I saw Eddie panhandling in traffic on Houston Street and 2nd Avenue. Edie is a 57-year-old homeless man with one leg. He weaves in and out of traffic in his wheelchair, collecting change in a paper coffee cup.
Are you from around here?
How long have you been panhandling here?
I'm not panhandling, I'm taking donations. Ten years. Twelve years.
Where were you before this?
Seattle, Washington; Bridgeport, Connecticut.
You get around.
Yes, man, always been a traveler.
Some people say that people who beg are taking advantage and make lots of money.
I've never heard of it. I mean, I have one leg.
What happened to your other leg?
Someone pushed me off a subway platform.
Did you know them?
No. The paramedics took a special unit. Took two hours to get me from under the train. This happened in â97. I was in intensive care in Bellevue and Dr. Bruno was standing over me. He said, "I got to tell you something." I said, "I think I know what you're going to tell me. I got one leg." Doctor said, "We tried everything to reattach it." Oh, well, life goes on.
Did you know this doctor?
No. I saw him when I woke up. He was standing over me in intensive care and he was there when I woke up.
Were you homeless before this happened?
Yeah, sure. I was living in shelters, working in different agencies. Going out every day trying to find work.
What's the steadiest job you've had?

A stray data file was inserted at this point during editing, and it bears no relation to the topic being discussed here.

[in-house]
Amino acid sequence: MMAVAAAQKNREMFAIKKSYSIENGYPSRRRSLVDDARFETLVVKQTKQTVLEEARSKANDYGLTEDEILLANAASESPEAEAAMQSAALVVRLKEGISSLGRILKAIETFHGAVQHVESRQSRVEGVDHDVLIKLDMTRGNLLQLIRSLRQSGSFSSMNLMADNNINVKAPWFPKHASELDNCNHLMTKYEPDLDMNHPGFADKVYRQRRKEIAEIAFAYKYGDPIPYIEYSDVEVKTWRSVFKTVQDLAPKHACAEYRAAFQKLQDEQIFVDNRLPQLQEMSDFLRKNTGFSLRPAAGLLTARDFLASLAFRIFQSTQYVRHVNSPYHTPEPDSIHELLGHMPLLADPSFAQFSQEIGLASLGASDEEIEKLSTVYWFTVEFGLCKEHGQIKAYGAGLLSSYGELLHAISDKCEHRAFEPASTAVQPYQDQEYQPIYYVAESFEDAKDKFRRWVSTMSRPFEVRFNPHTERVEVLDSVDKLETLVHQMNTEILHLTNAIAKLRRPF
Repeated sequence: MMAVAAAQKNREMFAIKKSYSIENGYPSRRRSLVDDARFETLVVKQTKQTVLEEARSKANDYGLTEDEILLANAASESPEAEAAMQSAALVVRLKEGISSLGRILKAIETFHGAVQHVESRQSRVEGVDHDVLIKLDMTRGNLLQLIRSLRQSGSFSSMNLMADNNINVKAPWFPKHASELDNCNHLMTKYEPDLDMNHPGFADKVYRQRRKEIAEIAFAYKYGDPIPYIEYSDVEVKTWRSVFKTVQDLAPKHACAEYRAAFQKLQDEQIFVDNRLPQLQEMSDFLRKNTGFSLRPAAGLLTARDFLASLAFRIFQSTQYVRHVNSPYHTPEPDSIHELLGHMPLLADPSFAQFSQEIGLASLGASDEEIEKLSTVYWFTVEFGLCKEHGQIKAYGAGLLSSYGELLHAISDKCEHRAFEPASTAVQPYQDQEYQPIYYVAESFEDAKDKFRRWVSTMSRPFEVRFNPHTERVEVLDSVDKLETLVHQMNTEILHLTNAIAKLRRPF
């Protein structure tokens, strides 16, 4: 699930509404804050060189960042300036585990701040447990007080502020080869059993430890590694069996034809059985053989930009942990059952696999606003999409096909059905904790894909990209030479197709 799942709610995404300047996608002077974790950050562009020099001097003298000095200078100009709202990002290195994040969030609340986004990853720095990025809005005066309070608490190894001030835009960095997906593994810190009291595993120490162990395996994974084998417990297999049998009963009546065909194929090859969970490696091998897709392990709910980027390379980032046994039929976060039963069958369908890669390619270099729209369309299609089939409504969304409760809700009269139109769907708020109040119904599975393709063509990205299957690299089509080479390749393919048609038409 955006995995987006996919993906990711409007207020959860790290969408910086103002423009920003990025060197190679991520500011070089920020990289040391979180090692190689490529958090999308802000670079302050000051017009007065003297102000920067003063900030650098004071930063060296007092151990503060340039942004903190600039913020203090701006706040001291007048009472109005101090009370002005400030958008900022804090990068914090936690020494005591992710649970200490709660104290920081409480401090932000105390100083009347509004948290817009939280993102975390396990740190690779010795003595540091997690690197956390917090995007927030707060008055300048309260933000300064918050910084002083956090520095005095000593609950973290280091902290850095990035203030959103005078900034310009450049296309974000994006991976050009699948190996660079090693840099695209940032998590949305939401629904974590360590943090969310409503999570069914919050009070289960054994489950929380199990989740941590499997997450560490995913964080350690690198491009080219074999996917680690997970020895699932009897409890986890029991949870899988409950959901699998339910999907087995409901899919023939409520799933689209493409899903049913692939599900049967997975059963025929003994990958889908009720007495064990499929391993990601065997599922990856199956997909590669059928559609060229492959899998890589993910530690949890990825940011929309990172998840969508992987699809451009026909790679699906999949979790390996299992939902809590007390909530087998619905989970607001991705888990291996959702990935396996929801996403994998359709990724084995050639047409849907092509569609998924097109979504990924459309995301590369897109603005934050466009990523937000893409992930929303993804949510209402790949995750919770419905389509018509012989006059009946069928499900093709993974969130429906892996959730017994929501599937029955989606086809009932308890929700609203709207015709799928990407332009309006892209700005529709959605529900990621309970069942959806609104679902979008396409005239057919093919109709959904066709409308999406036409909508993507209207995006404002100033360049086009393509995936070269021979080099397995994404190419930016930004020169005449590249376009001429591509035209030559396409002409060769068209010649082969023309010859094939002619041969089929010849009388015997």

I worked in the Brooklyn Navy Yard for quite a long time. From '72 to â78 on the dry docks building ships. That's when Jimmy Carter was in office and there was that embargo. The US started building tankers. There were four massive tankers in the yard.
Odd jobs. This and that. I went into the job corps in the â60s. When they had the draft I wasn't in it, and I damn sure wasn't volunteering. They're spending all this money for the war. The government and the corporations manufacture all that shit. Without war nobody makes any money.
Where do you sleep at night?
I sleep right out here, around the corner under the scaffolding. When I'm over here I try to get enough money so I can get a room at night. If I don't, I sleep right out here.
Where's your family?
I don't have any. When I was small I never knew who my mother and father was.
Who raised you?
I was up in Saint Johns Home in the Peekskills. It was all right.
Do you keep in touch with any of the other kids you grew up with?
Who is your best friend?
My pocket, or the man upstairs.
What do you attribute your homelessness to?
I don't have a home!
Do you ever think of what's next for you?
One day at a time. I want to get housing where I don't have to be panhandling. I don't mess with shelters. They're dangerous. There's a bunch of cliques. It's a real awful situation.
How much money do you need to get a place to stay for the night?
Three dollars for the key deposit and $20 for the room.
Can you make that in a day?
Yeah, if people are willing to give. If you hear of anything, let me know, you know, that's wheelchair accessible.